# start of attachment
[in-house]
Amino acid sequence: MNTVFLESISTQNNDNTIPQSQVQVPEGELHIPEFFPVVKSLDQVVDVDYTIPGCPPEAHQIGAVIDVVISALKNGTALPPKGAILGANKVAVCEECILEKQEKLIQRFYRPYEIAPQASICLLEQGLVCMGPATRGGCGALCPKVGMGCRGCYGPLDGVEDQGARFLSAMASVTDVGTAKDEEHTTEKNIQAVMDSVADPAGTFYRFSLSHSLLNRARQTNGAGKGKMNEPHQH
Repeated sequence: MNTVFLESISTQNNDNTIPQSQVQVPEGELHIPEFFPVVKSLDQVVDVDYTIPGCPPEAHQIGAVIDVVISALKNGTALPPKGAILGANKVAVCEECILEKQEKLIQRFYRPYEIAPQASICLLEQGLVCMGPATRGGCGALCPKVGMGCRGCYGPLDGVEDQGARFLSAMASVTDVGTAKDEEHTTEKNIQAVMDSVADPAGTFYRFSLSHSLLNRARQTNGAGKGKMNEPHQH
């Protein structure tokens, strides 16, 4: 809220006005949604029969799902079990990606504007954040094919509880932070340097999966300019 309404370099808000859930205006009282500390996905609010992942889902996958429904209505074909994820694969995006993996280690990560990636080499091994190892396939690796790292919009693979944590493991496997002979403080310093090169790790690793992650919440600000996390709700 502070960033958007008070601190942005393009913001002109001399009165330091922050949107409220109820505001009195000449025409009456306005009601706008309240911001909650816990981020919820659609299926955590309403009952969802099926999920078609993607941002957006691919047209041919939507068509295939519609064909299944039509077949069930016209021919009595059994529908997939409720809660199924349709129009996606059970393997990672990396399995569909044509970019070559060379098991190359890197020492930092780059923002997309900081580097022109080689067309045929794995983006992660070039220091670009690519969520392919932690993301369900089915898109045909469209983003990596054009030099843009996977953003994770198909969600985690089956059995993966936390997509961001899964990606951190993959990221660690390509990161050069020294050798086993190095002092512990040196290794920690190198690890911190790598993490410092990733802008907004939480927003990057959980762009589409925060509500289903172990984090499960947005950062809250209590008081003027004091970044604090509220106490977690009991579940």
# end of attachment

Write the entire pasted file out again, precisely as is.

[in-house]
Amino acid sequence: MNTVFLESISTQNNDNTIPQSQVQVPEGELHIPEFFPVVKSLDQVVDVDYTIPGCPPEAHQIGAVIDVVISALKNGTALPPKGAILGANKVAVCEECILEKQEKLIQRFYRPYEIAPQASICLLEQGLVCMGPATRGGCGALCPKVGMGCRGCYGPLDGVEDQGARFLSAMASVTDVGTAKDEEHTTEKNIQAVMDSVADPAGTFYRFSLSHSLLNRARQTNGAGKGKMNEPHQH
Repeated sequence: MNTVFLESISTQNNDNTIPQSQVQVPEGELHIPEFFPVVKSLDQVVDVDYTIPGCPPEAHQIGAVIDVVISALKNGTALPPKGAILGANKVAVCEECILEKQEKLIQRFYRPYEIAPQASICLLEQGLVCMGPATRGGCGALCPKVGMGCRGCYGPLDGVEDQGARFLSAMASVTDVGTAKDEEHTTEKNIQAVMDSVADPAGTFYRFSLSHSLLNRARQTNGAGKGKMNEPHQH
């Protein structure tokens, strides 16, 4: 809220006005949604029969799902079990990606504007954040094919509880932070340097999966300019 309404370099808000859930205006009282500390996905609010992942889902996958429904209505074909994820694969995006993996280690990560990636080499091994190892396939690796790292919009693979944590493991496997002979403080310093090169790790690793992650919440600000996390709700 502070960033958007008070601190942005393009913001002109001399009165330091922050949107409220109820505001009195000449025409009456306005009601706008309240911001909650816990981020919820659609299926955590309403009952969802099926999920078609993607941002957006691919047209041919939507068509295939519609064909299944039509077949069930016209021919009595059994529908997939409720809660199924349709129009996606059970393997990672990396399995569909044509970019070559060379098991190359890197020492930092780059923002997309900081580097022109080689067309045929794995983006992660070039220091670009690519969520392919932690993301369900089915898109045909469209983003990596054009030099843009996977953003994770198909969600985690089956059995993966936390997509961001899964990606951190993959990221660690390509990161050069020294050798086993190095002092512990040196290794920690190198690890911190790598993490410092990733802008907004939480927003990057959980762009589409925060509500289903172990984090499960947005950062809250209590008081003027004091970044604090509220106490977690009991579940």